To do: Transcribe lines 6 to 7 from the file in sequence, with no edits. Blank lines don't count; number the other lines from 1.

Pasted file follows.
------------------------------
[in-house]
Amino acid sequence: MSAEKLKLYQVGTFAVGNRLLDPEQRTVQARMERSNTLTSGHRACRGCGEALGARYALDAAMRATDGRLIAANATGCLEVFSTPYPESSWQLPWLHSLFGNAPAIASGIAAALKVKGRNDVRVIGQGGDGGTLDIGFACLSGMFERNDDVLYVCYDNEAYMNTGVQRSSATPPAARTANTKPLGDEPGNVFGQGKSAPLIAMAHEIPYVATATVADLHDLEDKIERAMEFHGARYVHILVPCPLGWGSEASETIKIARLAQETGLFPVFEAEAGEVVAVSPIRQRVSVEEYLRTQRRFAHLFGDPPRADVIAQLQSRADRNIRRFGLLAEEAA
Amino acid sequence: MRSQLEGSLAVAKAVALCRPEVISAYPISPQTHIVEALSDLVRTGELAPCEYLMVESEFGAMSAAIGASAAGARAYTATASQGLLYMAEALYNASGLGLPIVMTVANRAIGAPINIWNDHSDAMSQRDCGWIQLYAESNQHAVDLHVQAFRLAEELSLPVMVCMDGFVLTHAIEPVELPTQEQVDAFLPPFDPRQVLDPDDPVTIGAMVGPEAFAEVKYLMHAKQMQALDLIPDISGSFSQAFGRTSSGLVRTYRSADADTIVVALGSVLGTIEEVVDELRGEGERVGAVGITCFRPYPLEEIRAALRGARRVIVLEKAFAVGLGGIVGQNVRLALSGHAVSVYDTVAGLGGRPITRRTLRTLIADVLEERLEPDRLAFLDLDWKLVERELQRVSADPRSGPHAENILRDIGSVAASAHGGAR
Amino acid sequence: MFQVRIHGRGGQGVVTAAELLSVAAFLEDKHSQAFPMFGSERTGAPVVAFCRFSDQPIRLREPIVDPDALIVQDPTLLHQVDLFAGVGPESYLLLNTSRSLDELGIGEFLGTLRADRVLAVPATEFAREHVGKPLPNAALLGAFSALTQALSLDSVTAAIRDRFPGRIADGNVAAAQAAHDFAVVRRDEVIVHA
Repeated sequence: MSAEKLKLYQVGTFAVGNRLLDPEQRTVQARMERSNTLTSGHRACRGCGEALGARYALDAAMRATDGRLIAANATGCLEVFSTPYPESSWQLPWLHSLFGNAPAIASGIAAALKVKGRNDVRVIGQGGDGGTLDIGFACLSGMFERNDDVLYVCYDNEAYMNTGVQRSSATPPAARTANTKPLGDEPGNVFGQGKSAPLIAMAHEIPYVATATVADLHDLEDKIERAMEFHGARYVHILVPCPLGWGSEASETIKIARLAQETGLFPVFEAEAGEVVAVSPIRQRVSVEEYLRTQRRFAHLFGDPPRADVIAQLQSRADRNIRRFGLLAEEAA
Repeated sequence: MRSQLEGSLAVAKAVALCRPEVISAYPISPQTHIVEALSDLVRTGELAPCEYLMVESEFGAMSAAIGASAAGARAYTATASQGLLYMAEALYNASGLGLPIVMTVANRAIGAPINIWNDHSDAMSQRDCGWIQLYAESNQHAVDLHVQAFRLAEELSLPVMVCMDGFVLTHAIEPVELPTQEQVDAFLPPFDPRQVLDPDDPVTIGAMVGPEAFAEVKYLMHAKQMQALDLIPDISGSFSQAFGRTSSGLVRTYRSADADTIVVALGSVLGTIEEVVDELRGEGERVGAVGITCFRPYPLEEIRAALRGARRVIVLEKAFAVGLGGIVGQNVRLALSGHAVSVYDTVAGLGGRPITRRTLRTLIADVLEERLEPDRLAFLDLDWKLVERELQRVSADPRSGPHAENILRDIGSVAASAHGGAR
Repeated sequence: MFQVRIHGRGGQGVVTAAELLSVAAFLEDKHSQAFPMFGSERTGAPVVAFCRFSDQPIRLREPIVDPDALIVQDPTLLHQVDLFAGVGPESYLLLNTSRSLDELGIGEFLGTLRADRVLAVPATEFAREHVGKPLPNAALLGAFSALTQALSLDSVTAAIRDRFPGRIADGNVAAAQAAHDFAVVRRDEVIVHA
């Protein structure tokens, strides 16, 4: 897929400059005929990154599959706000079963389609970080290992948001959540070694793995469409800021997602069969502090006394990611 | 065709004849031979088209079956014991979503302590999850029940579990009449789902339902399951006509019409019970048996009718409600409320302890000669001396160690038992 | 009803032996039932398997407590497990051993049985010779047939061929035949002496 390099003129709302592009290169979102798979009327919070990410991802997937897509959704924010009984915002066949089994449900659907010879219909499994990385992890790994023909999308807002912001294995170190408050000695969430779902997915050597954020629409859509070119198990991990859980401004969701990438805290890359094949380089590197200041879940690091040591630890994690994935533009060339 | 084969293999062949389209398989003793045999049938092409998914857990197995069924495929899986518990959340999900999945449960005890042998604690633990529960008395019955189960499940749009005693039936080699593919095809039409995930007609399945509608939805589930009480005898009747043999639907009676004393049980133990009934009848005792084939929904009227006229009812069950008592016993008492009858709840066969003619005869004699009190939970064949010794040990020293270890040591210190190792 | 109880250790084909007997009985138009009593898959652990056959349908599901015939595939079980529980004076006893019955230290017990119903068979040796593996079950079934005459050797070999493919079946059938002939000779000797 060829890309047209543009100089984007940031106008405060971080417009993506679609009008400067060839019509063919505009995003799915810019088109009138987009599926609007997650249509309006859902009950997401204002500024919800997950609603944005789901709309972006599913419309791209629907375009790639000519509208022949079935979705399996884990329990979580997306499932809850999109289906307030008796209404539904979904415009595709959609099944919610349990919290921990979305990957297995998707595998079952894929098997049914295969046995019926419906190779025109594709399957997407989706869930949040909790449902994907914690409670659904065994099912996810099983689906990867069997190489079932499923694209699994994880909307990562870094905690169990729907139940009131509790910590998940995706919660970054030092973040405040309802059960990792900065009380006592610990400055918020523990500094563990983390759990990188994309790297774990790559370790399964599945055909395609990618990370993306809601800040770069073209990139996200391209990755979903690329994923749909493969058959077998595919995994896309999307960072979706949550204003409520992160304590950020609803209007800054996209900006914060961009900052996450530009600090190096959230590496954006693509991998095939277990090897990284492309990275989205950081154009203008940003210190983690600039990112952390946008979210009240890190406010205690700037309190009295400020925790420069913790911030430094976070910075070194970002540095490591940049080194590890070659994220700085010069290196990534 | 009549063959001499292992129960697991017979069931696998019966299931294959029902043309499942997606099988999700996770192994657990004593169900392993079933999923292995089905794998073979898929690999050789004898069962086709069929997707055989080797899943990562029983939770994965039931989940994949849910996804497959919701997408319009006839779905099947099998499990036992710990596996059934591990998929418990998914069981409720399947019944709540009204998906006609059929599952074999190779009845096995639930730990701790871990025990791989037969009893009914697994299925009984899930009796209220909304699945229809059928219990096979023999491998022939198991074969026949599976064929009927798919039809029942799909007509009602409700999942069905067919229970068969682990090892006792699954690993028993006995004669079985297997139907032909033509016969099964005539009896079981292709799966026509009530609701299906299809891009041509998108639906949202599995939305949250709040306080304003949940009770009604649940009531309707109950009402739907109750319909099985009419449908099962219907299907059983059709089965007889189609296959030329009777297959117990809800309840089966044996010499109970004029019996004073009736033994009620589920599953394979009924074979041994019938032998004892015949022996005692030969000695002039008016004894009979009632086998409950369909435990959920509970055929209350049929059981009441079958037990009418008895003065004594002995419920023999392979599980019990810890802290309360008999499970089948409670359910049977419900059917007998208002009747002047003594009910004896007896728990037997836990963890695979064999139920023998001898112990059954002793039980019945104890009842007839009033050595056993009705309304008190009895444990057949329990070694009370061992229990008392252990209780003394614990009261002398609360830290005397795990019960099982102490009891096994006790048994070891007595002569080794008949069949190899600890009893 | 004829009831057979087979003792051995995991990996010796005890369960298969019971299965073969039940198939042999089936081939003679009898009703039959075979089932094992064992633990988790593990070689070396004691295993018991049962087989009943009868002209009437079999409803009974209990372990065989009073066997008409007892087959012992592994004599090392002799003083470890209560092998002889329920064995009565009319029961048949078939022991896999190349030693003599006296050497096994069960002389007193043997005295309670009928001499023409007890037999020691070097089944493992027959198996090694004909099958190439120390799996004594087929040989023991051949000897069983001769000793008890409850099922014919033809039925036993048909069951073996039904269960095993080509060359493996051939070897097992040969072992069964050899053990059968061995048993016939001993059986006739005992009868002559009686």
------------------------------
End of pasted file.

Repeated sequence: MRSQLEGSLAVAKAVALCRPEVISAYPISPQTHIVEALSDLVRTGELAPCEYLMVESEFGAMSAAIGASAAGARAYTATASQGLLYMAEALYNASGLGLPIVMTVANRAIGAPINIWNDHSDAMSQRDCGWIQLYAESNQHAVDLHVQAFRLAEELSLPVMVCMDGFVLTHAIEPVELPTQEQVDAFLPPFDPRQVLDPDDPVTIGAMVGPEAFAEVKYLMHAKQMQALDLIPDISGSFSQAFGRTSSGLVRTYRSADADTIVVALGSVLGTIEEVVDELRGEGERVGAVGITCFRPYPLEEIRAALRGARRVIVLEKAFAVGLGGIVGQNVRLALSGHAVSVYDTVAGLGGRPITRRTLRTLIADVLEERLEPDRLAFLDLDWKLVERELQRVSADPRSGPHAENILRDIGSVAASAHGGAR
Repeated sequence: MFQVRIHGRGGQGVVTAAELLSVAAFLEDKHSQAFPMFGSERTGAPVVAFCRFSDQPIRLREPIVDPDALIVQDPTLLHQVDLFAGVGPESYLLLNTSRSLDELGIGEFLGTLRADRVLAVPATEFAREHVGKPLPNAALLGAFSALTQALSLDSVTAAIRDRFPGRIADGNVAAAQAAHDFAVVRRDEVIVHA